Last time we rode, I was armed with a plan of sorts. I was looking forward to moving past the indoor arena funk we seem to find ourselves riding in. In the process of searching for "things" to do indoors, I realized that if I am bored riding indoors - it's on me. Boredom is a state of mind. Change the mindset, change the boredom. Simple solution.

I chose to begin with a butterfly pattern, adding an extra cone to the top. Which lends itself to other potential patterns. Not that I needed any more, one is plenty per ride.

Koda & I worked the butterfly pattern, first at a walk and then a trot. One side at a time. It was hard trying to make our passes between the cones flow smoothly. After the first full butterfly, Koda figured the pattern out and tried to hurry through any future attempts. Here I thought I was the one who got bored easily...I worked on asking Koda for continuous fluid movement, with an even lighter touch.

I found myself wondering, how can a person be soft with a horse that doesn't respond to it? The only answer I know of is gradually, by using the least amount of pressure. There are almost always improvements that could be made, but some horses just need more firmness then others. Koda has been this way since we bought him as a yearling. It's not something he learned, it's who he is. You may disagree with me, but when leading/working on the ground with Nemo (who is polar opposite) and Koda before all the formal training started - it was made crystal clear.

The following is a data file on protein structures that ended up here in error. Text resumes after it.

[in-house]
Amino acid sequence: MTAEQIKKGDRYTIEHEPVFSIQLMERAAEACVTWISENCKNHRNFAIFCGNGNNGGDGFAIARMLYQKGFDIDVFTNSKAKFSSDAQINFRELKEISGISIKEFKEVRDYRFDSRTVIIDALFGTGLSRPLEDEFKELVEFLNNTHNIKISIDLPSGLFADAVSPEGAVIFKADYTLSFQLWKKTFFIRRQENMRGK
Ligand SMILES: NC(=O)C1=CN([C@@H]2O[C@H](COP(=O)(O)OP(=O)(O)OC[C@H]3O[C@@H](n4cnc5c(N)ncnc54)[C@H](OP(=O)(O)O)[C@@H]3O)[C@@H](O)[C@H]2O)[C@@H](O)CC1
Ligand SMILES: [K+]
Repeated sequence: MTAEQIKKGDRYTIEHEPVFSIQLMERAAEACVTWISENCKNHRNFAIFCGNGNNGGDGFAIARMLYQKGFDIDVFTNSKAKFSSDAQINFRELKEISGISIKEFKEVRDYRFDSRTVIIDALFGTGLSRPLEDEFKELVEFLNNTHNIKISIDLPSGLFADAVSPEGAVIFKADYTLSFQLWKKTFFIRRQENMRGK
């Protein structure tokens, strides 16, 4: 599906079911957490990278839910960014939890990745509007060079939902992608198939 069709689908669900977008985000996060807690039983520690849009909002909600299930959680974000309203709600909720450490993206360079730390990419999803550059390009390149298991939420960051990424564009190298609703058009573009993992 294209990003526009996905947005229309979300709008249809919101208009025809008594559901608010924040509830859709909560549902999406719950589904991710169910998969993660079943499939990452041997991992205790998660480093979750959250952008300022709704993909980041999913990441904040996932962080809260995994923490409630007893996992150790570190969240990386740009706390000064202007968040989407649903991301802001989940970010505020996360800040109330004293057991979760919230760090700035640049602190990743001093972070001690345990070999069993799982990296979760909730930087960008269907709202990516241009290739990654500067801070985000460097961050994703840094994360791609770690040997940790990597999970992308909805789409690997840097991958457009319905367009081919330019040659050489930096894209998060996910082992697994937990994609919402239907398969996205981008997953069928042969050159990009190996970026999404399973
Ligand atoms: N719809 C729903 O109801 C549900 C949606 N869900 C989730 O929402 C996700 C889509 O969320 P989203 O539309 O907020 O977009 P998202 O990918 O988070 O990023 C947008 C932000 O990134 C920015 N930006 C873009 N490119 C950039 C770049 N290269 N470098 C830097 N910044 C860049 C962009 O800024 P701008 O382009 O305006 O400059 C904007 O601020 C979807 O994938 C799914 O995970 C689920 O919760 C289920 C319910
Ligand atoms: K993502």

We didn't do the butterfly much, a lot of repetition just doesn't work well. Makes it more challenging, because that's exactly what I need. In fact, I will practice this pattern again next ride. There was a lot more I wanted to do with it, like work on quality of arcs, rating our speed, flowing through the entire pattern etc. Time just goes so fast. While working the pattern we would run into Brad & Nemo, get distracted by the evil service door aura, or my wandering mind. I tried to focus on what we were doing, and not Brad's struggles with Nemo - which incidentally are getting worse.

Before I mounted I drew a large box in the freshly raked sand, on the inside of the butterfly. I was really curious to try Shirley's, @ Ride a Good Horse, suggestion. The sand lines didn't last long, but they worked ok with just two riders in the arena. It was kinda humorous actually. At first Koda looked at the lines, then "looked" at me, then looked at the lines. It's really funny watching him think, he gets the cutest look on his face. He figured out I wasn't just inventing lines, and we side-passed/pivoted the perimeter. I had too much going on, and could have done much more with the box. Brad & Nemo enjoyed doing pivots, inside. I liked drawing lines in the sand & the best part was I didn't have to put anything away!

We also did a little loping. I must admit, I've been somewhat avoiding it. Which stinks, because it's my favorite gait. Just not in a good place with any of it right now. I am still second guessing myself. So I've resorted to working on loping smaller graduating into larger circles. What was I saying about changing mindsets? If only it was that easy.